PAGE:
3. Proposed approach

3.1.  Automation of stability studies

One of the objectives of this project has been to improve the efficiency of stability analysis studies for the GB network irrespective of the approach taken for boundary capability assessment i.e., either a deterministic approach with limited dispatch scenarios or a probabilistic framework covering a wider input space. The following automation features are implemented in the Stability Automation Tool (SAT) -

  1. Scenario and contingency setup: based on the generation and demand data provided by the user for ‘N’ number of dispatch scenarios (e.g., hourly data for 10 years ≈87,600), the tool will update the NETS model. Users have the option of providing a list of contingencies to consider for each boundary and the tool will study these events to simulate the post fault response of the system.

  2. Parallelisation of stability studies: sequential execution of stability studies could lead to impractical simulation times as the number of scenarios increases. To tackle this, the tool introduces a multicore implementation wherein stability studies can be run in parallel by distributing the scenarios across all available cores. As an example, if a machine has 8 physical cores, then the overall simulation time for all the scenarios can reduce by up to 1/8th.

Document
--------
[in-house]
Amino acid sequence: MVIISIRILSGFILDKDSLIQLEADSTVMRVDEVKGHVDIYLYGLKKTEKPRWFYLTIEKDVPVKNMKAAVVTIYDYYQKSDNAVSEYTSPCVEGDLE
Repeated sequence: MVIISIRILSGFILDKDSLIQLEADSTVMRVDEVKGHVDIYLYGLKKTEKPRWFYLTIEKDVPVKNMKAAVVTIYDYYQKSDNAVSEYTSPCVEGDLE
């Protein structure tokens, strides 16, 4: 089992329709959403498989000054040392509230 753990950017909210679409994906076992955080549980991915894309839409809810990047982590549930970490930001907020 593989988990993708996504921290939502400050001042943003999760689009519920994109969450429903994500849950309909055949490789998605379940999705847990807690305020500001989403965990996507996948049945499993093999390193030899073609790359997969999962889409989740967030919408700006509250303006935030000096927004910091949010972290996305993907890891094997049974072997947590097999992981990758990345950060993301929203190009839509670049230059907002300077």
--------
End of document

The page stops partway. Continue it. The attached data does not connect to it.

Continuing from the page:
3. Identification of stable/unstable scenarios: identifying a scenario as a stable or an unstable operating point is a manual process at present within the ESO. For deterministic studies (i.e., limited number of scenarios) this is still acceptable, but for a probabilistic approach it is simply not feasible to go through tens of thousands of scenarios and manually identify the response of the system. To address this issue, the tool monitors the rotor angle response of all the generators in the network and through a set of defined indices classifies the operating points accordingly as either stable or unstable.

The tool, therefore, automates the whole process from scenario setup to scenario classification. The end-to-end run does not require any manual intervention which means it can run overnight and for several days at a stretch which is not possible otherwise now.

3.2. Dynamic equivalent network model